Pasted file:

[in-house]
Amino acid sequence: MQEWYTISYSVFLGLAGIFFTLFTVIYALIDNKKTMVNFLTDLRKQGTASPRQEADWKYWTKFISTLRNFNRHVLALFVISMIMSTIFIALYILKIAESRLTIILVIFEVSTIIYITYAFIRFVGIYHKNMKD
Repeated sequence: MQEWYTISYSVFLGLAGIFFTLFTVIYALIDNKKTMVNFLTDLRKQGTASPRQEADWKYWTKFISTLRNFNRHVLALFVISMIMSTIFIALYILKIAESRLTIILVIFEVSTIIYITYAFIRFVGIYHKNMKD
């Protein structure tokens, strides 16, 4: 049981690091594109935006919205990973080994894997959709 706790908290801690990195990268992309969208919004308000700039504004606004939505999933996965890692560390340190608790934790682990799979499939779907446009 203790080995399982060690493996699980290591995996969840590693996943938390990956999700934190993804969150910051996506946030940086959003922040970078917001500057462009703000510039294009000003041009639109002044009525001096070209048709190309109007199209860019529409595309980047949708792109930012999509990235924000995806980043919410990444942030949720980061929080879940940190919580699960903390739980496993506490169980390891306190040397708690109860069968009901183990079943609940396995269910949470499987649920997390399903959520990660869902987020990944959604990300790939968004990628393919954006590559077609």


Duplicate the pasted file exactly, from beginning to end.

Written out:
[in-house]
Amino acid sequence: MQEWYTISYSVFLGLAGIFFTLFTVIYALIDNKKTMVNFLTDLRKQGTASPRQEADWKYWTKFISTLRNFNRHVLALFVISMIMSTIFIALYILKIAESRLTIILVIFEVSTIIYITYAFIRFVGIYHKNMKD
Repeated sequence: MQEWYTISYSVFLGLAGIFFTLFTVIYALIDNKKTMVNFLTDLRKQGTASPRQEADWKYWTKFISTLRNFNRHVLALFVISMIMSTIFIALYILKIAESRLTIILVIFEVSTIIYITYAFIRFVGIYHKNMKD
């Protein structure tokens, strides 16, 4: 049981690091594109935006919205990973080994894997959709 706790908290801690990195990268992309969208919004308000700039504004606004939505999933996965890692560390340190608790934790682990799979499939779907446009 203790080995399982060690493996699980290591995996969840590693996943938390990956999700934190993804969150910051996506946030940086959003922040970078917001500057462009703000510039294009000003041009639109002044009525001096070209048709190309109007199209860019529409595309980047949708792109930012999509990235924000995806980043919410990444942030949720980061929080879940940190919580699960903390739980496993506490169980390891306190040397708690109860069968009901183990079943609940396995269910949470499987649920997390399903959520990660869902987020990944959604990300790939968004990628393919954006590559077609």